Toulon face Cardiff Blues in the second round of the European Cup on Sunday a revamped side from the one that lost the Challenge Cup final to the Welsh region three seasons ago.
Only six players in the current Toulon squad, including English legend Jonny Wilkinson and ex-Springbok Joe van Niekerk, were present when the Mediterranean club went down 28-21 to the Blues in Marseille in May 2010.
Since then Toulon president Mourad Boudjellal, who made his fortune from the comic book industry, has invested heavily in the well-supported club, bringing in a raft of big names in a bid for Top 14 and European success.
"I remember it very well," said Jocelino Suta, Toulon's Vanuatu-born lock who has just received a call-up to the France squad ahead of the November internationals.
"We were in it in the first half but the game turner was Jonny's exit (with a back injury in the 47th minute).
"Without him, we didn't manage the kicking game well against a team that played all the balls and all kicks right though to the final whistle."
Aside from Suta, Wilkinson and Van Niekerk, the other Toulon players present were hooker Sebastien Bruno, Georgian prop Davit Kubriashvili and Argentina flank Juan Martin Fernandez Lobbe.
Scrumhalf Pierre Mignoni has since hung up his boots, but now coaches Toulon's backline, and professed himself satisfied with the team's winning start to their European Cup campaign - a convincing 37-16 victory over southern neighbours Montpellier.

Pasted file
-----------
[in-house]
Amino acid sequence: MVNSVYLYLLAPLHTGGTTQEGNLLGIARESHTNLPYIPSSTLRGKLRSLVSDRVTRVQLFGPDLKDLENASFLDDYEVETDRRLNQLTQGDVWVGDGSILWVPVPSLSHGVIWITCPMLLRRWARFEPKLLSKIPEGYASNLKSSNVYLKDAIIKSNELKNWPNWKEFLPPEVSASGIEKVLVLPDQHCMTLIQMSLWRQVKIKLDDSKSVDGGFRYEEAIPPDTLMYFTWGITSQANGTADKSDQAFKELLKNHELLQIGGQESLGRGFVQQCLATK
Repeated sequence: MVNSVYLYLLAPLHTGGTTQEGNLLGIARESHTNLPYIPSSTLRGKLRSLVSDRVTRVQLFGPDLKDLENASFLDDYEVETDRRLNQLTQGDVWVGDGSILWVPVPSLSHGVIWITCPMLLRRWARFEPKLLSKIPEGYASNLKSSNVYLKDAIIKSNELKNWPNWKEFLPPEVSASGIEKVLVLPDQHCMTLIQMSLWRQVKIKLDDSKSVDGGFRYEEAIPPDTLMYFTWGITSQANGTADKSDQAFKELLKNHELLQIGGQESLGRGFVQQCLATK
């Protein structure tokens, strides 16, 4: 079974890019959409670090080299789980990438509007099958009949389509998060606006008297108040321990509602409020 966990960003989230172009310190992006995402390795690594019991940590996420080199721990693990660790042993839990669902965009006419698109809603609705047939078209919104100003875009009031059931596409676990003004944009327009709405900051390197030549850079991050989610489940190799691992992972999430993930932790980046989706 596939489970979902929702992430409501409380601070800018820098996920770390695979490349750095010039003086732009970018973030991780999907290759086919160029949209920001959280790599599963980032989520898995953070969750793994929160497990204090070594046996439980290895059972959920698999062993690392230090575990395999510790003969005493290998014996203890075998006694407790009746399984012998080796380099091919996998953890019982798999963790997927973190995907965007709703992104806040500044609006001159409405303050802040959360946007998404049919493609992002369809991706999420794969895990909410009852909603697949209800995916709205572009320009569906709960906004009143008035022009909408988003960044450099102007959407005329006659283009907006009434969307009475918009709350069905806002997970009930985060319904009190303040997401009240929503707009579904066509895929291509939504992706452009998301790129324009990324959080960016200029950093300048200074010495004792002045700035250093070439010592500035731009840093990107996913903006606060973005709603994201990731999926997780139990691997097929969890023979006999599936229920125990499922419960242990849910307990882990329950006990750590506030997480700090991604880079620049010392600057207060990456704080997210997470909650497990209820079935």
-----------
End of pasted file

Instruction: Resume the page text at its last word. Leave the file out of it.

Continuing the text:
"It was very important to start this competition well, especially at home," Mignoni said, with the Blues going down 34-33 to Sale in Pool Six's other match.
"We know that if we want to qualify, you have to win almost all the matches. It's a good start, but we'll head to Cardiff very motivated in a bid to bag a second victory."
One player who will doubtless be happy to return home, at least temporarily, will be Wales prop Gethin Jenkins, who signed for Toulon from the Blues in off-season.
His decision to opt for a French club has put in danger his participation in the British and Irish Lions tour of Australia in June/July 2013.
Currently struggling to displace England's Andrew Sheridan from Toulon's front row, Jenkins has started five of the Lions' last six Test matches on the 2005 and 2009 tours.
But the versatile prop and Lions coach Warren Gatland have both been warned that Jenkins will not be able to join the Lions for the start of next summer's tour if the French club qualify for the Top 14 final on June 1.
Either way, the European Cup is the perfect stage for Jenkins to showcase his talents that have seen him win three Grand Slams with Wales.
"It's been a big change in terms of the lifestyle and culture and the rugby is completely different," Jenkins recently said of his move to Toulon.
"I've enjoyed it, obviously although I haven't played as many games as I'd have liked, but I'm getting used to the surroundings. In France I've been on the bench a few times so there are positives in that you get a certain amount of rest.
"I'm raring to go now and with the autumn internationals with Wales coming up I'm really looking forward to it."
Jenkins added that playing in the same team as the likes of Matt Giteau, Wilkinson, Springbok enforcer Bakkies Botha and behemoth former All Black prop Carl Heyman had taken some time to adjust to.
"I'm just getting used to the different environment at the moment. With some of those great players you learn something off them every day and, for me, it's just a case of getting more games under my belt and getting used to the style of rugby out in France."